What Are The Recommended Targets For Blood Glucose Levels
Many people with diabetes aim to keep their blood glucose at these normal levels:
- Before a meal: 80 to 130 mg/dL
- About 2 hours after a meal starts: less than 180 mg/dL
Talk with your health care team about the best target range for you. Be sure to tell your health care professional if your glucose levels often go above or below your target range.
Deterrence And Patient Education
Patients diagnosed with diabetes need comprehensive care in the first few months of the diagnosis as management can be overwhelming and time-consuming. Patients and family members need to be educated about testing blood sugar, taking medications especially insulin, going to their medical appointments, and lifestyle modifications which include diet and exercise. Patients need to be given information for diabetes classes.
What Is A Normal Blood Sugar Level
Normal blood glucose levels are from between 4.0 to 5.4 mmol per litre of blood when fasting, and up to 7.8 mmol per litre of blood two hours after a meal.
If you’re having your blood sugar levels tested, your doctor will perform something called a ‘glucose tolerance test‘ which involves two blood tests, one after fasting, and one after the consumption of a sugary drink.
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How Can I Prevent Hyperglycaemia
To reduce your risk of severe or prolonged hyperglycaemia:
- monitor your blood glucose level regularly
- be careful with what you eat be particularly aware of how snacking and eating sugary foods or carbohydrates can affect your blood glucose levels
- stick to your management plan take diabetes medicines as and when directed
- be as active as possible getting regular exercise can help stop your blood glucose level rising, but you should check with your doctor first if you’re taking diabetes medication, as some medicines can lead to hypoglycaemia if you exercise too much.
- take extra care when you’re ill see our page on having a diabetes sick day plan.
Can Drinking A Lot Of Water Lower Your Blood Sugar Levels
Although feeling very thirsty is a symptom of a hyper, drinking a lot of water will not bring your blood sugar levels down. It will only help to reduce your risk of dehydration.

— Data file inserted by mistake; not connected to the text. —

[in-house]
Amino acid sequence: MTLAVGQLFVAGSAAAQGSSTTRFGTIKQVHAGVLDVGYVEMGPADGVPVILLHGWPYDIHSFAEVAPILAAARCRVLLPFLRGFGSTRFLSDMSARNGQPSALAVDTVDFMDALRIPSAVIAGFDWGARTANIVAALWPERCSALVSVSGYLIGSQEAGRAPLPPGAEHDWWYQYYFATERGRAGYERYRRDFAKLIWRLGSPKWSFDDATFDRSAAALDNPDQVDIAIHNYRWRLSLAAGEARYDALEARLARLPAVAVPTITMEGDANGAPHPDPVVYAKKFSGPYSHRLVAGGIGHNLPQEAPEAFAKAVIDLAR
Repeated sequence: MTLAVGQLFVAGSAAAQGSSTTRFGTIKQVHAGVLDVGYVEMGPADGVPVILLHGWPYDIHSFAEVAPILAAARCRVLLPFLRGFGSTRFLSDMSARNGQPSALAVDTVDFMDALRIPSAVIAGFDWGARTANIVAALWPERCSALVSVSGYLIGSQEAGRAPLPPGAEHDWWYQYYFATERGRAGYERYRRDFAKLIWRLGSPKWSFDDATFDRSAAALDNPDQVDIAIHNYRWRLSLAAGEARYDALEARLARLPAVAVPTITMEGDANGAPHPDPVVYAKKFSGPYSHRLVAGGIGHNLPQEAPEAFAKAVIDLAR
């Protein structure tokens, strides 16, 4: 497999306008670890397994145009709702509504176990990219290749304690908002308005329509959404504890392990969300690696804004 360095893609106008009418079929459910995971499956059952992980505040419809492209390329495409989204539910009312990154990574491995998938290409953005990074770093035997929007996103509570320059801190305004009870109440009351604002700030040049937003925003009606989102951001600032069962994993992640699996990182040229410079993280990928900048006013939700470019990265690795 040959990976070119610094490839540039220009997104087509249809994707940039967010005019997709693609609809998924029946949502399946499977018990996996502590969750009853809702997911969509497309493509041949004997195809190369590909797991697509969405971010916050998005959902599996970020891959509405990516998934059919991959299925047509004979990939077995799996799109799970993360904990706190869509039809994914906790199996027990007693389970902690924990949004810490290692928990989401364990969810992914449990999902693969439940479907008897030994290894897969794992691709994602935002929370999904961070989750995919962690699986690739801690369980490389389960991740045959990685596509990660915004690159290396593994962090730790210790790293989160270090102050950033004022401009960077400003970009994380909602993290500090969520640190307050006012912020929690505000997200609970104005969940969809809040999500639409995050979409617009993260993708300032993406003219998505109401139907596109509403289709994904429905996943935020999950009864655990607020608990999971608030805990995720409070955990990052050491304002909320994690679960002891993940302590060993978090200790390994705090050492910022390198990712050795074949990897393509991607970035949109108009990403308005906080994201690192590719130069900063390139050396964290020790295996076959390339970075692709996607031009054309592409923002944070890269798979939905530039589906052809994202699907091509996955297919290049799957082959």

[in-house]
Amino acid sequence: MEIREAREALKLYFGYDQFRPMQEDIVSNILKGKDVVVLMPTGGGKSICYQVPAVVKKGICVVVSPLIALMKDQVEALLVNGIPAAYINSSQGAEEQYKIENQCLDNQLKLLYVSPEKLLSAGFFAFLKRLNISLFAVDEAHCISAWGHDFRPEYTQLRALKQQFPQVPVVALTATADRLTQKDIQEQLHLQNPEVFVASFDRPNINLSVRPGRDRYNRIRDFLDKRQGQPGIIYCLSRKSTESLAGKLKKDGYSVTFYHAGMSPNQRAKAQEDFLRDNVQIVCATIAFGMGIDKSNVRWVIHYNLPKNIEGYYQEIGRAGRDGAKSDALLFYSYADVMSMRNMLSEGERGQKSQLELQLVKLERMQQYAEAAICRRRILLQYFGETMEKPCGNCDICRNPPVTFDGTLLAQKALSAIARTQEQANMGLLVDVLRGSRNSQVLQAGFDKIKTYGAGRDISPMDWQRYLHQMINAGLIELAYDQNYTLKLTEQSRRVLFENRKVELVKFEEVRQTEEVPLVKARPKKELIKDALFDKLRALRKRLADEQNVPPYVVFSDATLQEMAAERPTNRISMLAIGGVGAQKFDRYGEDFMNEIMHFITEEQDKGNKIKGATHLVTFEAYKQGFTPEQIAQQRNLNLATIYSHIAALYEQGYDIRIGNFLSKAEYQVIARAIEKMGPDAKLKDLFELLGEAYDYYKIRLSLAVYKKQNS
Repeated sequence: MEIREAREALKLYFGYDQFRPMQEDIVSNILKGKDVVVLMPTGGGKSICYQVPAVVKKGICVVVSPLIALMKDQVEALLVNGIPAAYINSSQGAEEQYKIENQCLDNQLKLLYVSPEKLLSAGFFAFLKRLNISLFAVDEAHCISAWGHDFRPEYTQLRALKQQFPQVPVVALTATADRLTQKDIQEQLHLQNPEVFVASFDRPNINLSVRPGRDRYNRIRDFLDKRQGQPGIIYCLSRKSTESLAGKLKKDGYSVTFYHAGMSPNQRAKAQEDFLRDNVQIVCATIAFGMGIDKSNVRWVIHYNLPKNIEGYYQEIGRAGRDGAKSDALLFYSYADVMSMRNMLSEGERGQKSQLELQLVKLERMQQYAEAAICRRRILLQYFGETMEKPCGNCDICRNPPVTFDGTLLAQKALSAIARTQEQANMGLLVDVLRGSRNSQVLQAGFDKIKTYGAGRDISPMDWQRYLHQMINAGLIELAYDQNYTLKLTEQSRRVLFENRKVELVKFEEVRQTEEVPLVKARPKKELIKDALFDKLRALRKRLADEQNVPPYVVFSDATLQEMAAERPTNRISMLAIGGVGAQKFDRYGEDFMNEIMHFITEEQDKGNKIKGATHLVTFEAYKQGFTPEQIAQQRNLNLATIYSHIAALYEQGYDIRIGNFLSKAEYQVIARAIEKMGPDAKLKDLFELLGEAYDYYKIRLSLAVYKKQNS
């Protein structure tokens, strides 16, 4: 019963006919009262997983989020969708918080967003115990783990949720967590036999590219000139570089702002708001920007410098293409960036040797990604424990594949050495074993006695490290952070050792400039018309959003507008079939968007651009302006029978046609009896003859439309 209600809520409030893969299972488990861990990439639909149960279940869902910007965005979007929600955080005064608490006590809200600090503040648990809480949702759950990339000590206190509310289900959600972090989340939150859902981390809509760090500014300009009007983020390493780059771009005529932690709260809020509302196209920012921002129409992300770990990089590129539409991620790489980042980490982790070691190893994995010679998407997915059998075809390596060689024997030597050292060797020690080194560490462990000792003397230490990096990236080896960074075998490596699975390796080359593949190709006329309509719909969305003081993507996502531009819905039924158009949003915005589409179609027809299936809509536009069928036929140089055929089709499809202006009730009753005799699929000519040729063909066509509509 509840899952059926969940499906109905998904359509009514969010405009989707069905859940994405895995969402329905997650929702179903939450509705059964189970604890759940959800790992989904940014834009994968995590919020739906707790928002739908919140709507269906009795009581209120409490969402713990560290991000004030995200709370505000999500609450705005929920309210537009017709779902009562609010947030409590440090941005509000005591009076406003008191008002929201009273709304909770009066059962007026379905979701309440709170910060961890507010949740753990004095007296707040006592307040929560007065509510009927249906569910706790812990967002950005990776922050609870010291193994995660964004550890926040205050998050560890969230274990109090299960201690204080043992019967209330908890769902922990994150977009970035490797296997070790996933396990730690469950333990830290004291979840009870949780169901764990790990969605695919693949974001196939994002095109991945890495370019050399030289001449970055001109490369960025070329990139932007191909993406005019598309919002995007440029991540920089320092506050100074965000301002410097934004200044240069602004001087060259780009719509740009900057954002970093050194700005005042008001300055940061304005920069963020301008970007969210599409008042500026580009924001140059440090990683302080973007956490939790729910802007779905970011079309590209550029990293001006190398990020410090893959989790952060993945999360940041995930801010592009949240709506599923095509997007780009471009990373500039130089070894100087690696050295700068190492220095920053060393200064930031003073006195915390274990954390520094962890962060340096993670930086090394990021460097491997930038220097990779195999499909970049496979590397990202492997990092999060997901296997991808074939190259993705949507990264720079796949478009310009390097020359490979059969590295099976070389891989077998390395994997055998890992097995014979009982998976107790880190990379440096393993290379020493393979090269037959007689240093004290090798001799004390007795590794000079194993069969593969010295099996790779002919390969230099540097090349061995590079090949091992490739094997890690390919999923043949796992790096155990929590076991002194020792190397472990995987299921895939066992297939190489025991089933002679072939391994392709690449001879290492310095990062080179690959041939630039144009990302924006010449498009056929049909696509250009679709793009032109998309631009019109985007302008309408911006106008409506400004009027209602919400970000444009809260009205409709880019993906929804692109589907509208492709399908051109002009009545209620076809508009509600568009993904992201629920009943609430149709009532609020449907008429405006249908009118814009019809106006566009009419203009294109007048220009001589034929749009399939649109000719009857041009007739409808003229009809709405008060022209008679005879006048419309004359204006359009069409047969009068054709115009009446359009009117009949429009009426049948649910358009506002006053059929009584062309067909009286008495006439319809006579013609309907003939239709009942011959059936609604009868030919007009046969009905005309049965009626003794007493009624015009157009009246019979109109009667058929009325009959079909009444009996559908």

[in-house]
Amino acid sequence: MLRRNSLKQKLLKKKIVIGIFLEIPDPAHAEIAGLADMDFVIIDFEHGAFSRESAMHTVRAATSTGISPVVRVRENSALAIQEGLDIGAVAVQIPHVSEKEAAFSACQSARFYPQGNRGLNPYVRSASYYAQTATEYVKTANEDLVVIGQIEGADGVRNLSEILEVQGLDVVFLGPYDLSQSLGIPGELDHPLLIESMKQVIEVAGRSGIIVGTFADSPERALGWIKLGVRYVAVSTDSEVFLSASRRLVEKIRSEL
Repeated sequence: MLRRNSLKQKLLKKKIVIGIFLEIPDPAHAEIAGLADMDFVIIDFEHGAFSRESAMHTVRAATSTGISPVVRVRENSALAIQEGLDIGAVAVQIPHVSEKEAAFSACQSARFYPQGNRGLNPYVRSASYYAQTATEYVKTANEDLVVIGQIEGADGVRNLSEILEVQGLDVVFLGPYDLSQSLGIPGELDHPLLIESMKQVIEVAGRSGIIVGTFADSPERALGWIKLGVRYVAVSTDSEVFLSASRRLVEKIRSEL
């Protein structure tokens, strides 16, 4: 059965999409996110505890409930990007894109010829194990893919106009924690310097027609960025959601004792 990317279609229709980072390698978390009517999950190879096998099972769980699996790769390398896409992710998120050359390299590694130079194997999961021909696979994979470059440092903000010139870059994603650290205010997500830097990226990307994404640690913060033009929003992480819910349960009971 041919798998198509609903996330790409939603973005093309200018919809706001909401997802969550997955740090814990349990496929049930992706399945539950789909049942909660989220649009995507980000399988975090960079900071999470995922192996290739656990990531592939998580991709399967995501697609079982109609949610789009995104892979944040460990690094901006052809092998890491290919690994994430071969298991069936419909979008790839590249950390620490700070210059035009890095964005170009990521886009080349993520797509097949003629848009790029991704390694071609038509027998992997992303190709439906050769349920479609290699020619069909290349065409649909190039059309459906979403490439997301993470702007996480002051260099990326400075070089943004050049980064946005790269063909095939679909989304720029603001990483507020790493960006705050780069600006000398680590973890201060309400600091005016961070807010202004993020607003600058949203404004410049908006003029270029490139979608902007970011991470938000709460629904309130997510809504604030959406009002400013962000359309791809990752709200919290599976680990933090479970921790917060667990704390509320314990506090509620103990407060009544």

Its important that you take your diabetes medication to bring your blood sugar levels down. If you have consistently high blood sugar levels, you will need to follow the advice below and speak to your diabetes healthcare team.
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How Can I Treat And Manage Hyperglycemia
People with both type 1 and type 2 diabetes can manage hyperglycemia by eating healthy, being active, and managing stress. In addition, insulin is a critical part of managing hyperglycemia for people with type 1 diabetes, while people with type 2 diabetes may need oral medications and eventually insulin to help them manage hyperglycemia.
If you dont have diabetes and have any of the signs and symptoms of hyperglycemia, call your healthcare provider. Together you can work to manage your hyperglycemia.
Pearls And Other Issues
Patients with severe hyperglycemia should be assessed for clinical stability including mentation and hydration. Diabetic ketoacidosis and hyperglycemic hyperosmolar state are acute, severe disorders related to hyperglycemia.
Patients confirmed with type 2 diabetes are faced with a life-long challenge to maintain euglycemia. This is not an easy undertaking and is also prohibitively expensive. Patients must be educated that making changes in their lifestyle can markedly improve their prognosis.
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Type 2 Diabetes And Blood Glucose Levels
Type 2 diabetes is a progressive condition. This means that your blood glucose levels are likely to increase over time. Regular monitoring is needed. Again, illness may cause an increase in your blood glucose levels. If you have acute elevations over 15mmol/L for 8-12 hours, or are unwell, follow your sick day plan.
Symptoms Of High Blood Sugar
Learning to recognize the symptoms of hyperglycemia can help you successfully manage your diabetes.
Some people with diabetes immediately feel the symptoms of high blood sugar. Others dont because their symptoms are mild or vague.
Symptoms of hyperglycemia typically begin when your blood glucose goes above per deciliter . Symptoms can worsen the longer its untreated.
Symptoms of a blood sugar spike may include:
- frequent urination
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Tingling Hands And Feet
Over the years, hyperglycemia can begin to impact nerve function and eventually cause nerve damage, called neuropathy, Dr. Hatipoglu says. The most common kind of neuropathy is peripheral, according to the NIDDK, which affects the extremities. You might start noticing feelings of tingling, numbness, or burning in your hands, feet, arms, and legs, per the Mayo Clinic.
Postprandial Or Reactive Hyperglycemia
This type of hyperglycemia occurs after eating .
During this type of hyperglycemia, your liver doesn’t stop sugar production, as it normally would directly after a meal, and stores glucose as glycogen.
If your blood glucose level 1-2 hours after eating is above 180mg/dL, that signals postprandial or reactive hyperglycemia.
However, it’s not just people with diabetes who can develop hyperglycemia. Certain medications and illnesses can cause it, including beta blockers, steroids, and bulimia. This article will focus on hyperglycemia caused by diabetes.
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What Else Can I Do To Help Manage My Blood Sugar Levels
- Keep track of your blood sugar levels to see what makes them go up or down.
- Eat at regular times, and dont skip meals.
- Choose foods lower in calories, saturated fat, trans fat, sugar, and salt.
- Track your food, drink, and physical activity.
- Drink water instead of juice or soda.